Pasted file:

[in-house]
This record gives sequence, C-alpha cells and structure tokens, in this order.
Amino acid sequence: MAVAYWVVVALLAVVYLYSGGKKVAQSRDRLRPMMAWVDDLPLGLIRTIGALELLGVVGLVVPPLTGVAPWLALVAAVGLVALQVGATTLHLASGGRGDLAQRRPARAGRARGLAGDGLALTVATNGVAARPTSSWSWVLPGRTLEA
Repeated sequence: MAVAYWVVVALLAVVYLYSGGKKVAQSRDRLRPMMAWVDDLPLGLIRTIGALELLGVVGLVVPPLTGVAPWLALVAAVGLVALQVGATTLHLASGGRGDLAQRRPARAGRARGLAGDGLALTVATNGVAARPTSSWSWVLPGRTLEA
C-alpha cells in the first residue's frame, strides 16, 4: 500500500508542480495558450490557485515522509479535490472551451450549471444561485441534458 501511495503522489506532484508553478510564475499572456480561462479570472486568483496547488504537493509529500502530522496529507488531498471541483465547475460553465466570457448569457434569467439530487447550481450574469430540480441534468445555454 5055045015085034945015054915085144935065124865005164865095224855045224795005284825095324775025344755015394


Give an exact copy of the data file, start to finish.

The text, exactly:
[in-house]
This record gives sequence, C-alpha cells and structure tokens, in this order.
Amino acid sequence: MAVAYWVVVALLAVVYLYSGGKKVAQSRDRLRPMMAWVDDLPLGLIRTIGALELLGVVGLVVPPLTGVAPWLALVAAVGLVALQVGATTLHLASGGRGDLAQRRPARAGRARGLAGDGLALTVATNGVAARPTSSWSWVLPGRTLEA
Repeated sequence: MAVAYWVVVALLAVVYLYSGGKKVAQSRDRLRPMMAWVDDLPLGLIRTIGALELLGVVGLVVPPLTGVAPWLALVAAVGLVALQVGATTLHLASGGRGDLAQRRPARAGRARGLAGDGLALTVATNGVAARPTSSWSWVLPGRTLEA
C-alpha cells in the first residue's frame, strides 16, 4: 500500500508542480495558450490557485515522509479535490472551451450549471444561485441534458 501511495503522489506532484508553478510564475499572456480561462479570472486568483496547488504537493509529500502530522496529507488531498471541483465547475460553465466570457448569457434569467439530487447550481450574469430540480441534468445555454 5055045015085034945015054915085144935065124865005164865095224855045224795005284825095324775025344755015394